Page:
Envision a woodland garden, and nodding columbine are one of the first plants that comes to mind. With their intricate shapes and rainbow of colors, columbines are deservedly popular perennials.
The original North American columbine species (Aquilegia viridiflora) crossed the Bering Strait from Eurasia, migrating across the land bridge that once connected the two continents. From there, the plants expanded into new territory, evolving into new species as they moved southward. Now there are columbines adapted to every habitat from cool, high mountain meadows to burning deserts. This diversity is a boon for flower lovers; no matter where you live, there’s a columbine for your garden.
The only species native to the eastern part of the United States is A. canadensis, a red-flowered beauty found throughout the range of the Ruby-throated Hummingbird. (The nectar of all red columbine species is extra sweet, to attract these avian pollinators.) A. formosa is another reddish columbine, found in the Pacific Northwest from Alaska southward to Nevada and Utah, while the similar-looking A. desertorum (left)handles the extreme temperatures and sparse rainfall of the southwestern deserts.
Columbines come in other colors, too. A. chrysantha, known as Yellow or Golden Columbine, is a tough, drought-tolerant perennial well suited for western gardens. Clouds of bright yellow flowers, glowing in the sun, seem to float above billows of lacy foliage. ‘Denver Gold’ is a particularly impressive cultivar native to the Colorado Rockies, with flowers up to three inches across and an all-summer bloom season.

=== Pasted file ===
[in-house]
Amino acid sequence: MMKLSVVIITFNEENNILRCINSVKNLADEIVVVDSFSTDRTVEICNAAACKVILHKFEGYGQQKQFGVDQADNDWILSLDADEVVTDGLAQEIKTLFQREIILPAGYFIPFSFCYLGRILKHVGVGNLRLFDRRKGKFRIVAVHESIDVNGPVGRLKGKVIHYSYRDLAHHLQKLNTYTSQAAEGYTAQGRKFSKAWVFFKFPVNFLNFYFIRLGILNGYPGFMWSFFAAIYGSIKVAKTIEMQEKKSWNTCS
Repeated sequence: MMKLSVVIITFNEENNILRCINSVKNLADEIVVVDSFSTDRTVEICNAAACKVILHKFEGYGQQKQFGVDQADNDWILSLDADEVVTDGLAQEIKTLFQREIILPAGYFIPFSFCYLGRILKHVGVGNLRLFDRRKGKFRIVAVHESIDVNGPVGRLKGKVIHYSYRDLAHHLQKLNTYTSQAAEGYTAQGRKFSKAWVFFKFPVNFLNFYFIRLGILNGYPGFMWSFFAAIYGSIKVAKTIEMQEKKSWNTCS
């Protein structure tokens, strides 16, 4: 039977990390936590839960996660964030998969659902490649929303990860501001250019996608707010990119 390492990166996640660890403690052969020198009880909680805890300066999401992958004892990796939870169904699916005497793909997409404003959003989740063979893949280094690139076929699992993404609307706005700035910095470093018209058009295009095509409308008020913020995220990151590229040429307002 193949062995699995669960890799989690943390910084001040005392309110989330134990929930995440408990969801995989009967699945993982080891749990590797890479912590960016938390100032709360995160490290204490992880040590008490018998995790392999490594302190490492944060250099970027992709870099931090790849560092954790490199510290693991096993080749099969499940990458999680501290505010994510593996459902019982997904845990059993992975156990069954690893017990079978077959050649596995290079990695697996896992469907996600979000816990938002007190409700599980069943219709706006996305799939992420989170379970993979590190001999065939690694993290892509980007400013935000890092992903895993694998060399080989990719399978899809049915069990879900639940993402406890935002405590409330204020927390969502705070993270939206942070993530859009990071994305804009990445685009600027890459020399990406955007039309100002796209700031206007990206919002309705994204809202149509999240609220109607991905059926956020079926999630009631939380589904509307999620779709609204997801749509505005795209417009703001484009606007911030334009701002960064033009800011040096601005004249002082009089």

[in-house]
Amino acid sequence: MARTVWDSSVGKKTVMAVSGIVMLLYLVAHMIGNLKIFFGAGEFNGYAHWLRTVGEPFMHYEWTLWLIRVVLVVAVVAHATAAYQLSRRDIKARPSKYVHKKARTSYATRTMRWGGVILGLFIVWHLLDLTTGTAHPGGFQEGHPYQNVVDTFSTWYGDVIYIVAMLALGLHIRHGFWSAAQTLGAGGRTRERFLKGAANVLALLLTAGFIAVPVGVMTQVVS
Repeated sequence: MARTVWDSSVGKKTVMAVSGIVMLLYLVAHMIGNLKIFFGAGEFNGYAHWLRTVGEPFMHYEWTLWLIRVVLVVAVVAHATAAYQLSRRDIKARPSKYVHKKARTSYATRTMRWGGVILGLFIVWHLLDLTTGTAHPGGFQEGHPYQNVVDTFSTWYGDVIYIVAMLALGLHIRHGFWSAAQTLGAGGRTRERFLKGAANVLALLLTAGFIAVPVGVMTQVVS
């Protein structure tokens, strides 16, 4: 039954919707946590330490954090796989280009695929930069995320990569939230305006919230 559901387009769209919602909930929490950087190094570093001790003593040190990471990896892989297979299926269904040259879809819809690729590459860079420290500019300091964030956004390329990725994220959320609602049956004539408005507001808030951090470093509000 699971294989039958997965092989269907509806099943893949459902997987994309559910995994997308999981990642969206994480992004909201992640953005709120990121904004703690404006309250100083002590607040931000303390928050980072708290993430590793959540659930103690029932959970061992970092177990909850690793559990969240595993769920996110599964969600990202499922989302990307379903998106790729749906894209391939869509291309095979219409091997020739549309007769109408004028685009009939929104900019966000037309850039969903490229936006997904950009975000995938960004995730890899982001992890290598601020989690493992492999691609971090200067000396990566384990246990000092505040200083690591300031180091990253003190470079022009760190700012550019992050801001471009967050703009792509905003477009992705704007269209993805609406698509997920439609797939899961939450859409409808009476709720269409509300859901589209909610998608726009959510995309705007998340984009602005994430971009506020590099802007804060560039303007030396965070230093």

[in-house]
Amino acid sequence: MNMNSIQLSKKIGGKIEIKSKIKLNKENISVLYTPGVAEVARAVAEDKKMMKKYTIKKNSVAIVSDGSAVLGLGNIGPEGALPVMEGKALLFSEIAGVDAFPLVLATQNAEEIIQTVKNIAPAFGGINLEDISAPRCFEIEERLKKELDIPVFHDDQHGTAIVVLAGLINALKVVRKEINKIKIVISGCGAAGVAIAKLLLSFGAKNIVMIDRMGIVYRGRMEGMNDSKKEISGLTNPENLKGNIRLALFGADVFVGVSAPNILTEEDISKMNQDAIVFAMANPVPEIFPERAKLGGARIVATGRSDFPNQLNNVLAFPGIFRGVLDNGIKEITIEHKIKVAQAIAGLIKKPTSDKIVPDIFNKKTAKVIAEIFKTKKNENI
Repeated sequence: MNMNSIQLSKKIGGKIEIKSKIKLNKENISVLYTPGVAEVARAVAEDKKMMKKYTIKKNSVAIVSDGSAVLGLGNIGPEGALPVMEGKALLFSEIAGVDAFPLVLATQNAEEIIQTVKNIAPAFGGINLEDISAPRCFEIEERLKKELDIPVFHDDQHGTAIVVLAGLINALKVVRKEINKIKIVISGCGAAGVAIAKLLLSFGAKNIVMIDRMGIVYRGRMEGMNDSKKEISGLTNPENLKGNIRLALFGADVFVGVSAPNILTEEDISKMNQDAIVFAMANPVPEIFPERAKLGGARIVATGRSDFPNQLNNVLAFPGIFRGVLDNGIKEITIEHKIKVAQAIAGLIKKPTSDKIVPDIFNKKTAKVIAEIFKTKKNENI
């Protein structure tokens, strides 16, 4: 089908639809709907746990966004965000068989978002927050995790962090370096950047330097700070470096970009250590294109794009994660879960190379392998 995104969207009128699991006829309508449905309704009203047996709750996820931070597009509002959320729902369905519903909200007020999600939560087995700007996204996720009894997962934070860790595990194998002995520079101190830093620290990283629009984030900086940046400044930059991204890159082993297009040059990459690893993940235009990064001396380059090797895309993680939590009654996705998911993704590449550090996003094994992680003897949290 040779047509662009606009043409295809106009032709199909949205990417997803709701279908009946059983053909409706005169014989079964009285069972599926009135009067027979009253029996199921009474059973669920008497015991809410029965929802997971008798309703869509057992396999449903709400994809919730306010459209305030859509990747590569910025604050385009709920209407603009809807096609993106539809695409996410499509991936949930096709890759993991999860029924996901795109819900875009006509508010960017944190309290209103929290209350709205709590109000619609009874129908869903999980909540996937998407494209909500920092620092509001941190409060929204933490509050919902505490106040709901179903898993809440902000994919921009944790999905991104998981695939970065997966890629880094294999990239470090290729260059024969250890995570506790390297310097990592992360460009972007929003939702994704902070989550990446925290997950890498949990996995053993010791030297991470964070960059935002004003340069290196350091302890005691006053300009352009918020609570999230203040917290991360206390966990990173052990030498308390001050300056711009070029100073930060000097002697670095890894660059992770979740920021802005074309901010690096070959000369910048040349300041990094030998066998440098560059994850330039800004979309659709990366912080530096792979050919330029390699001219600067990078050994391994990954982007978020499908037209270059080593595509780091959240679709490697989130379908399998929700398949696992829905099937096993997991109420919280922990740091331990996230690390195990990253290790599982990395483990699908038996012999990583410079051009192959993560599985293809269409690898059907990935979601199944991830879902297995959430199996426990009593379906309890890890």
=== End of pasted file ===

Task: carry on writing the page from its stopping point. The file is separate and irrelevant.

And speaking of Colorado, let’s not forget the Colorado state flower—the Colorado Columbine. A. caerulea, also known as the Blue Columbine, blooms in blue and white with flowers that blanket sunny mountain meadows and shaded forest glades from Idaho to New Mexico. It’s against the law to pick them on public lands, but happily they adapt well to garden conditions so you can grow your own at home.
As if this abundance of options was not enough, plant breeders have developed hybrids that expand the palette even further. Named cultivars, such as those in the State or Songbird series, come in every color of the rainbow, either all one hue or bicolored. ‘Magpie’ has blossoms of white and a purple so deep, it appears black. Other cultivars, such as Barlow Blue, are crammed with extra petals. ‘Hoop Petticoats’ has petals fused into a daffodil-like trumpet, and no spurs at all.
Because A. vulgaris, the common European species, is part of their heritage, most hybrids are a bit more particular about their growing conditions when compared to our native species. Offer them full sun to part shade, amended soil, and regular watering, and you’ll be amply rewarded with flowers all season long. Our various native species have diverse requirements according to their place of origin.
All columbines are relatively short-lived perennials, but they make up for that lack by leaving behind an abundance of seeds. Given appropriate conditions, they’ll make themselves at home in your yard for years to come.